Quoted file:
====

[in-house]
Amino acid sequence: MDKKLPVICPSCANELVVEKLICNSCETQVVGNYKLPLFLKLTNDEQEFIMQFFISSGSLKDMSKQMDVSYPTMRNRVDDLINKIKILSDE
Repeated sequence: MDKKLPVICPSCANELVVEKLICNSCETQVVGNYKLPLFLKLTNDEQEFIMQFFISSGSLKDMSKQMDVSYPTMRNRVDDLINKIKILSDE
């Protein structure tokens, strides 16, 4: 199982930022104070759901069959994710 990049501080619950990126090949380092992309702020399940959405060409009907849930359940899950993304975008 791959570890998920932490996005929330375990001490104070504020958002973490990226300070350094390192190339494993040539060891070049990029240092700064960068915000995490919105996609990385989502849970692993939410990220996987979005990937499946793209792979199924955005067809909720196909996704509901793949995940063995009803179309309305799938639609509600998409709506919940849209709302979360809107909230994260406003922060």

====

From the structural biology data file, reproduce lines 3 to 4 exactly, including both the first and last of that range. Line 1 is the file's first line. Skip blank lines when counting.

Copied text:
Repeated sequence: MDKKLPVICPSCANELVVEKLICNSCETQVVGNYKLPLFLKLTNDEQEFIMQFFISSGSLKDMSKQMDVSYPTMRNRVDDLINKIKILSDE
């Protein structure tokens, strides 16, 4: 199982930022104070759901069959994710 990049501080619950990126090949380092992309702020399940959405060409009907849930359940899950993304975008 791959570890998920932490996005929330375990001490104070504020958002973490990226300070350094390192190339494993040539060891070049990029240092700064960068915000995490919105996609990385989502849970692993939410990220996987979005990937499946793209792979199924955005067809909720196909996704509901793949995940063995009803179309309305799938639609509600998409709506919940849209709302979360809107909230994260406003922060």